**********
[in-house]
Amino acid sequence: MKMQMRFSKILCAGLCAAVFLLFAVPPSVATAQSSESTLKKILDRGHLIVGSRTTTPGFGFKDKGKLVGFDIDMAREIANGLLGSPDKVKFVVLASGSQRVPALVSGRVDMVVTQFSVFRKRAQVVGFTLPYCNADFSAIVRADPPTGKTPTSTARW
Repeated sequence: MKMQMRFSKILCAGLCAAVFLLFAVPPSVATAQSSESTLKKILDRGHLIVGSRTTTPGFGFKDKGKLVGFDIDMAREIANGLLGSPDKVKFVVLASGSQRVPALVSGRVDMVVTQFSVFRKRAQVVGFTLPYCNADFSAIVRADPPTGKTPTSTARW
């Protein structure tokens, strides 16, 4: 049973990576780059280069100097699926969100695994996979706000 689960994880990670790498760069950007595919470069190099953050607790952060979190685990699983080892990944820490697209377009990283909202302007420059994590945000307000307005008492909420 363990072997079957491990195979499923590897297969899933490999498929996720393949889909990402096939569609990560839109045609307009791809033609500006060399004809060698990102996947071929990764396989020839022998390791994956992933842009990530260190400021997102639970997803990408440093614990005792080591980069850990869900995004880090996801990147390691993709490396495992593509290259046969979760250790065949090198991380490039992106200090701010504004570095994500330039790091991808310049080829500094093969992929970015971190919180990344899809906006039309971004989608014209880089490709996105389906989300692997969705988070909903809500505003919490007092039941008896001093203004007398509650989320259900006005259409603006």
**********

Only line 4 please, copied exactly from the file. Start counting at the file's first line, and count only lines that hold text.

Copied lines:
């Protein structure tokens, strides 16, 4: 049973990576780059280069100097699926969100695994996979706000 689960994880990670790498760069950007595919470069190099953050607790952060979190685990699983080892990944820490697209377009990283909202302007420059994590945000307000307005008492909420 363990072997079957491990195979499923590897297969899933490999498929996720393949889909990402096939569609990560839109045609307009791809033609500006060399004809060698990102996947071929990764396989020839022998390791994956992933842009990530260190400021997102639970997803990408440093614990005792080591980069850990869900995004880090996801990147390691993709490396495992593509290259046969979760250790065949090198991380490039992106200090701010504004570095994500330039790091991808310049080829500094093969992929970015971190919180990344899809906006039309971004989608014209880089490709996105389906989300692997969705988070909903809500505003919490007092039941008896001093203004007398509650989320259900006005259409603006």